Jerry Sandusky Allowed to See Grandchildren, Judge Rules

The Pennsylvania judge in Jerry Sandusky's child sex abuse trial ruled on Monday that the former Penn State assistant coach has permission to visit most of his grandchildren, the Associated Press reported.

Judge John Cleland also ruled that Sandusky's jury will be made up of residents of State College and the encompassing area.

"If, after a reasonable attempt it is apparent that a jury cannot be selected within a reasonable time, then I will reconsider this ruling," Judge Cleland wrote, noting that jury selection will be difficult, considering the publicity surrounding the case.

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Cleland asked state prosecutors to try to work with the judge who supervised the grand jury that investigated Sandusky to come up with a plan to release grand jury transcripts to Sandusky's attorneys "on a schedule which balances the appropriate interests of maintaining the secrecy of the grand jury while still assuring the trial can proceed without unnecessary disruption."

Sandusky, who is facing 52 criminal counts of sexual abuse, lost a request to have prosecutors disclose the names, addresses and birthdays of witnesses in the case.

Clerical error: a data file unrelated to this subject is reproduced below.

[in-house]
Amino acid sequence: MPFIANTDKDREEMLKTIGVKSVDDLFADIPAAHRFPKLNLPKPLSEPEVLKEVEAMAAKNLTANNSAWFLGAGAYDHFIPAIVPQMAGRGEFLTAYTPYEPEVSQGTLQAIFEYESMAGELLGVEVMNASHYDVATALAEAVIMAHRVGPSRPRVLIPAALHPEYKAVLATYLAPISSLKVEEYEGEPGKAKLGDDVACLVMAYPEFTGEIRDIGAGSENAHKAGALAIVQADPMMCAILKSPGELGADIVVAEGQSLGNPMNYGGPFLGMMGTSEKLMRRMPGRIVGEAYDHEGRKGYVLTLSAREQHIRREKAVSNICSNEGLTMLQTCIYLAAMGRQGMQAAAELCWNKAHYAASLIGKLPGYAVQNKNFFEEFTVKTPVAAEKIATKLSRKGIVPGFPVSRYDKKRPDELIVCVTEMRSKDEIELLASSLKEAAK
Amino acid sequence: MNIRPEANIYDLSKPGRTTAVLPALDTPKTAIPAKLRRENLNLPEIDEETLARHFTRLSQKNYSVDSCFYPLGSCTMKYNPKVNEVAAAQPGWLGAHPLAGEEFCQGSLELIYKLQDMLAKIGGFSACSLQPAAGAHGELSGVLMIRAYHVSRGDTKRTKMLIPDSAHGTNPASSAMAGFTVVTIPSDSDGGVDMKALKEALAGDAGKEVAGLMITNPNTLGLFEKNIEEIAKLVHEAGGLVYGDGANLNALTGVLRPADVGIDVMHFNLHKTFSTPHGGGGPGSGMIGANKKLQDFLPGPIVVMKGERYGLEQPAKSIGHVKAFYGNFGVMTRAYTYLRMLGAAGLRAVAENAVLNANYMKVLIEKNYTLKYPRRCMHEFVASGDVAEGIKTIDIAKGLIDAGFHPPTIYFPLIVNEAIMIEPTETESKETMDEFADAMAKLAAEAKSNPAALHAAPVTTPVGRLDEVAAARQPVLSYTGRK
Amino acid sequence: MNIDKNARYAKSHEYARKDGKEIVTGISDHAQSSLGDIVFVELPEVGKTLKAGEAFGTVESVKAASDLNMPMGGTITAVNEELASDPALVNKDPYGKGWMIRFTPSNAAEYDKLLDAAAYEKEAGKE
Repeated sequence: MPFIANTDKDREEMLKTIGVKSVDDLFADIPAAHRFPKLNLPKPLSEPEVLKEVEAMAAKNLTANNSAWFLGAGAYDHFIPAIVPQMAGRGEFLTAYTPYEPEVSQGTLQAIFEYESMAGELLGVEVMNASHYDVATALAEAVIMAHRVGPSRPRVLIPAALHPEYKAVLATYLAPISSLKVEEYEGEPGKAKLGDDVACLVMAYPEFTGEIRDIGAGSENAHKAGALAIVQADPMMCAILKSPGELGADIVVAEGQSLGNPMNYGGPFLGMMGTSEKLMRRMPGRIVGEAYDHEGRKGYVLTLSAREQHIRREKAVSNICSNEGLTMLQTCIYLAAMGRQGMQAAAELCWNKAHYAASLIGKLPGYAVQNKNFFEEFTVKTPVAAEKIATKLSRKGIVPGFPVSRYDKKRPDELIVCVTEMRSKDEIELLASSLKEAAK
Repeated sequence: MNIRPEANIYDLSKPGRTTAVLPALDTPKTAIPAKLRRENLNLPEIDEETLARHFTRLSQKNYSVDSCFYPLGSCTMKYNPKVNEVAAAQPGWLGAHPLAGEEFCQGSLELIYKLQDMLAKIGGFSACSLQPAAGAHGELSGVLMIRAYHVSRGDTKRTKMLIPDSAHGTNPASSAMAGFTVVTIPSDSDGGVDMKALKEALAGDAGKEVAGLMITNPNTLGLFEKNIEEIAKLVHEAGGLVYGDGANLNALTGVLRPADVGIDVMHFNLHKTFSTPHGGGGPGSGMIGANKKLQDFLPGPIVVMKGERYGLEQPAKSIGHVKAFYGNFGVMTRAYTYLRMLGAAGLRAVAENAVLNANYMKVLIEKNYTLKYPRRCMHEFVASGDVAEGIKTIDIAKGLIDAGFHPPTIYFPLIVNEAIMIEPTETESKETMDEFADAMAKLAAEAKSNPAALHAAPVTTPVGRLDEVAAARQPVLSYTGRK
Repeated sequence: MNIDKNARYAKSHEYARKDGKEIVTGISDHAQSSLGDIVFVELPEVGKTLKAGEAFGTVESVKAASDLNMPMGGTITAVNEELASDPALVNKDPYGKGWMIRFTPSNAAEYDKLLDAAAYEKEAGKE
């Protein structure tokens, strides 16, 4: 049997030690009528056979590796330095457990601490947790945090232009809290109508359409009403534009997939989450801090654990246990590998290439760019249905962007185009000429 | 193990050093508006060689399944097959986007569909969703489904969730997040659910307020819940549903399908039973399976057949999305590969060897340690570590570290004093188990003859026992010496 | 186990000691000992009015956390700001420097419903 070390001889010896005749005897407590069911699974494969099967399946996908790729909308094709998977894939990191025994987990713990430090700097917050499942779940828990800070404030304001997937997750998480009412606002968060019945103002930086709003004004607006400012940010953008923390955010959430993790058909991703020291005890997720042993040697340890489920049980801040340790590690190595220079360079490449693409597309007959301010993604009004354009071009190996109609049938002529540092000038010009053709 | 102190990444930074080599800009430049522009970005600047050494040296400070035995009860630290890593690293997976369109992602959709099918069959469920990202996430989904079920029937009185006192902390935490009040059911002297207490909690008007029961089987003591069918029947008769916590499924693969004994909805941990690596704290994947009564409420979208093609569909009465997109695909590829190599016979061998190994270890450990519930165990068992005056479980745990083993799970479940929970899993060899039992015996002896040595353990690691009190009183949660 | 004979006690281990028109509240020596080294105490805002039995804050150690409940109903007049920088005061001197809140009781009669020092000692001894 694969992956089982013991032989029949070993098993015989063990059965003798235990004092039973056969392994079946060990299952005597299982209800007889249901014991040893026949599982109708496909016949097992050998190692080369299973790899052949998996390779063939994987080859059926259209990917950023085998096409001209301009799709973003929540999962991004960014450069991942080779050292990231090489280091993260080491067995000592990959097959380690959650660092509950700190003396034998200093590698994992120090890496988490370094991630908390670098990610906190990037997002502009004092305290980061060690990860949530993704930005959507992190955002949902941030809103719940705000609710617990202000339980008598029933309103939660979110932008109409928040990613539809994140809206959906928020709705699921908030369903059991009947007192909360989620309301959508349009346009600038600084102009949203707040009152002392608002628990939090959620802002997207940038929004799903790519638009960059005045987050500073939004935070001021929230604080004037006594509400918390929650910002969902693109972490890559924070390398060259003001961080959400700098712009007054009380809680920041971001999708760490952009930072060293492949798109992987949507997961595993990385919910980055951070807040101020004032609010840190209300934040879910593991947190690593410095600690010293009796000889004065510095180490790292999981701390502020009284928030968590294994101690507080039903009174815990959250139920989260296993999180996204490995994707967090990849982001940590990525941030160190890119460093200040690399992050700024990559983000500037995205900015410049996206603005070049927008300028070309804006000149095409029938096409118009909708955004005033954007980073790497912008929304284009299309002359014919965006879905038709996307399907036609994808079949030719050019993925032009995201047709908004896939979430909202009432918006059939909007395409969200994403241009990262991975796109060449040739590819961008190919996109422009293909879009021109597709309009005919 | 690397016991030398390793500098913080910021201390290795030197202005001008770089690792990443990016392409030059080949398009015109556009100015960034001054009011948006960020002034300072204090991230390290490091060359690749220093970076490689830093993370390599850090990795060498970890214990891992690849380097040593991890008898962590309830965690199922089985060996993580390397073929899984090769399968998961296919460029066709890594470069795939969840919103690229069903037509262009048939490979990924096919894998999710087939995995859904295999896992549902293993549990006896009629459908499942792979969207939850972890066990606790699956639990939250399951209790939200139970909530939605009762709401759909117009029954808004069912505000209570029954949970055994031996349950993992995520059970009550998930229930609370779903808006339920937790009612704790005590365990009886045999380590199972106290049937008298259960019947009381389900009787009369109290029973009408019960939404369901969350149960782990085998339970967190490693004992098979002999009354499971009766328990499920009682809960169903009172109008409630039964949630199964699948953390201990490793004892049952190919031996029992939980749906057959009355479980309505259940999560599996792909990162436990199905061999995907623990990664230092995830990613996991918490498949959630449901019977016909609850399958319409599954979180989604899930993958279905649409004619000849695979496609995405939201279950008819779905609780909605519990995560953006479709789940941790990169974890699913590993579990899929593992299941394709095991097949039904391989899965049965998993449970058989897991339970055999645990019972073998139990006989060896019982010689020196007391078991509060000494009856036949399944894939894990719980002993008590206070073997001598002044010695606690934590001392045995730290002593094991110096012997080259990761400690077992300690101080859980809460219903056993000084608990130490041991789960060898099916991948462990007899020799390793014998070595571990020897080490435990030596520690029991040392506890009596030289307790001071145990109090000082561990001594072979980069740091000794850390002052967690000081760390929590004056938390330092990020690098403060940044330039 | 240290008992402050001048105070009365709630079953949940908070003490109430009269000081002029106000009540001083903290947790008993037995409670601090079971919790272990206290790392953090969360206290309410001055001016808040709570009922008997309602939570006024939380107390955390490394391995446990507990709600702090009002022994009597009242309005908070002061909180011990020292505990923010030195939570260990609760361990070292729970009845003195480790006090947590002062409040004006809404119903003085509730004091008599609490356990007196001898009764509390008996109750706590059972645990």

Last week, prosecutors asked to have Sandusky, who is currently on house arrest awaiting trial, confined to his home after neighbors expressed discomfort seeing Sandusky watching children at an elementary school behind his home. Cleland denied that motion.

"No evidence was presented that at any time the defendant made any effort to contact any of the children by signaling or calling to them, or that he made any gestures directed toward them, or that he acted in any inappropriate way whatsoever," Cleland wrote.

The former Penn State coach was granted the right to see adult visitors, as well as his grandchildren, under their parents' supervision. Sandusky, 68, was allowed to create a list of up to 12 adults, along with members of his immediate family he wished to see, AP reported.

County officials supervising his home confinement will later approve or deny his visitor requests. He will be limited to two hours of visits three times a week.

Visitation requests for three of Sandusky's grandchildren facing custody litigations were deferred to the judge overseeing the custody case.

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